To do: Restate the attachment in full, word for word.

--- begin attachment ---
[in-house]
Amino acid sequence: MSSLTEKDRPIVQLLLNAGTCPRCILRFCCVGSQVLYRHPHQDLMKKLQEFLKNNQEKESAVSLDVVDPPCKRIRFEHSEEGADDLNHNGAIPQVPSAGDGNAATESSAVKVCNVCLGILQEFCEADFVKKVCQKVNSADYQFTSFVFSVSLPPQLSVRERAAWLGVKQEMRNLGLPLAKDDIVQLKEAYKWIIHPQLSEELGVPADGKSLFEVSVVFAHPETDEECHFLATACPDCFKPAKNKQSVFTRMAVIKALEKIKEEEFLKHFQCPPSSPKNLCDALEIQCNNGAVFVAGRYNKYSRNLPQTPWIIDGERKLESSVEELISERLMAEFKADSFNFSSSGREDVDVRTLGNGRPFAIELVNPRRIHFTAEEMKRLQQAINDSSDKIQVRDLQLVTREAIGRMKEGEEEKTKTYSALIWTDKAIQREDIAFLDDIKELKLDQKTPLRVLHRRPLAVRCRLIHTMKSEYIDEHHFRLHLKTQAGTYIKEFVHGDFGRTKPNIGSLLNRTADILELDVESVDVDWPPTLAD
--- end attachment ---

[in-house]
Amino acid sequence: MSSLTEKDRPIVQLLLNAGTCPRCILRFCCVGSQVLYRHPHQDLMKKLQEFLKNNQEKESAVSLDVVDPPCKRIRFEHSEEGADDLNHNGAIPQVPSAGDGNAATESSAVKVCNVCLGILQEFCEADFVKKVCQKVNSADYQFTSFVFSVSLPPQLSVRERAAWLGVKQEMRNLGLPLAKDDIVQLKEAYKWIIHPQLSEELGVPADGKSLFEVSVVFAHPETDEECHFLATACPDCFKPAKNKQSVFTRMAVIKALEKIKEEEFLKHFQCPPSSPKNLCDALEIQCNNGAVFVAGRYNKYSRNLPQTPWIIDGERKLESSVEELISERLMAEFKADSFNFSSSGREDVDVRTLGNGRPFAIELVNPRRIHFTAEEMKRLQQAINDSSDKIQVRDLQLVTREAIGRMKEGEEEKTKTYSALIWTDKAIQREDIAFLDDIKELKLDQKTPLRVLHRRPLAVRCRLIHTMKSEYIDEHHFRLHLKTQAGTYIKEFVHGDFGRTKPNIGSLLNRTADILELDVESVDVDWPPTLAD